What does a good working relationship with an agent look like?
I've been with my agent for more than a year, and don't hear from her often. She's submitted my work to three publishers (that I know of) but I've only received feedback from one (a very kind rejection with suggestions on revisions and an open door to read my next book).
In the past year, I've had a baby, so work on my third novel took longer than I expected - I'm just wrapping up revisions, then it will go to beta readers, then I hope to have it completed by end of March.
I've emailed this agent twice since the new year, first on Jan 4 with outlining my goals and timeline, asking her opinion on whether I should attend a national conference & try to personally meet with editors, asking if she's gotten feedback from the other two publishers, detailing my plans for the rest of the series. All organized & concise. The second time was to follow up a week and a half later, as I hadn't heard anything back - not even an acknowledgement of receipt of the email. She's the president of the agency and I understand she's busy, but hearing back even from the assistant would be great at this stage! Still haven't.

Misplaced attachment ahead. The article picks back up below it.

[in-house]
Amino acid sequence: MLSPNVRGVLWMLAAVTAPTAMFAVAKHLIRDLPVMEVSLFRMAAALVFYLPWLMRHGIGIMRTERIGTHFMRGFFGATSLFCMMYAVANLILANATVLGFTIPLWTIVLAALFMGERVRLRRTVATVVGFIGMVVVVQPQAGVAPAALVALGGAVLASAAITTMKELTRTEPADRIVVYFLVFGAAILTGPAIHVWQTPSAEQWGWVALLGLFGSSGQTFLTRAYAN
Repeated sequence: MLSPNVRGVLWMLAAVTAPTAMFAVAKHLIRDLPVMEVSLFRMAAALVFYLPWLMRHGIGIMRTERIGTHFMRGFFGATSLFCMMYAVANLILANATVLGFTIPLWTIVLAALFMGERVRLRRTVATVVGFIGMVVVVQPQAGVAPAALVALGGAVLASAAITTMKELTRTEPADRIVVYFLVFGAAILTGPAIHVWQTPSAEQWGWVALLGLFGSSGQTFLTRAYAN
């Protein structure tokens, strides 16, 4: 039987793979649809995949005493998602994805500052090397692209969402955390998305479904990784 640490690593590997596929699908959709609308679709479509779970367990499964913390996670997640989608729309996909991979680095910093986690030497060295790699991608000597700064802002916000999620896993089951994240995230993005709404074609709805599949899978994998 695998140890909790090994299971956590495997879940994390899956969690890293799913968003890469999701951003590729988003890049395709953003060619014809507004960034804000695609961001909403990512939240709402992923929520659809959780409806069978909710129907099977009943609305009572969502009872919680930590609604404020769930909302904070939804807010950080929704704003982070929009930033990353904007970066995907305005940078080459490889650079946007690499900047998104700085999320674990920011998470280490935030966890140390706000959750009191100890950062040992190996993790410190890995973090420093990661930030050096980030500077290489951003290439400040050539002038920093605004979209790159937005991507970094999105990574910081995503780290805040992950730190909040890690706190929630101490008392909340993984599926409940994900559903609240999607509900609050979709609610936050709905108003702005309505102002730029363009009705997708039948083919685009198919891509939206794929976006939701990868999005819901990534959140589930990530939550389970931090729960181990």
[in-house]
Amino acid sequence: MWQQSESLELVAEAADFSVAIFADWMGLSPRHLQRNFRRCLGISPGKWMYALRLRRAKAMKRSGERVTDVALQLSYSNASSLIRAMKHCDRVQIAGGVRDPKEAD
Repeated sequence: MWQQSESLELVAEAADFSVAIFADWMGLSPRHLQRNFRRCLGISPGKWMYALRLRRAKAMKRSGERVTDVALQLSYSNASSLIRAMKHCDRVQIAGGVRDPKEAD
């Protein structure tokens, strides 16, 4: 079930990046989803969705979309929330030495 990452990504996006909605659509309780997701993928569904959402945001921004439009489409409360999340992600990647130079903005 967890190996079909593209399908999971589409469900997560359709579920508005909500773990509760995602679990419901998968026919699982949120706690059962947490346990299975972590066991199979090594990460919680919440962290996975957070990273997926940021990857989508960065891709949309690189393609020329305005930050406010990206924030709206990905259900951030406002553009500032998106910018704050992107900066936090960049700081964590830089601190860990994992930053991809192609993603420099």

I would love to know if this is typical for a relationship between an agent and an unpublished author - if not, what is? After working so hard to get an agent it's disappointing to say the least to only hear from mine once every 5-6 months and to not hear back at all in a timely manner so far this year. If this IS normal, I don't want to overreact and rock the boat!
Any and all advice would be appreciated. Thank you!
This is NOT a good working relationship because YOU are not happy with it. There are no standards about this kind of thing. If you're not happy, it's not working.
I have fallen behind on communication with my clients from time to time. It's not something I'm proud of and in fact is something I work hard to avoid. But it does happen.
BUT, if I get an email or a call that says "hey, this is a problem for me" from a client, I smarten up and pay attention.
Thus, you need to make your unhappiness known. Say to her what you said to me. She can't fix a problem she's not aware of.
And emails can go astray. Or get buried. Or maybe her assistant was supposed to reply.
Let her know you're unhappy. See if things change. If they don't, well, you know you need an agent who is better at communication than this one. That national conference is probably a good place to meet one.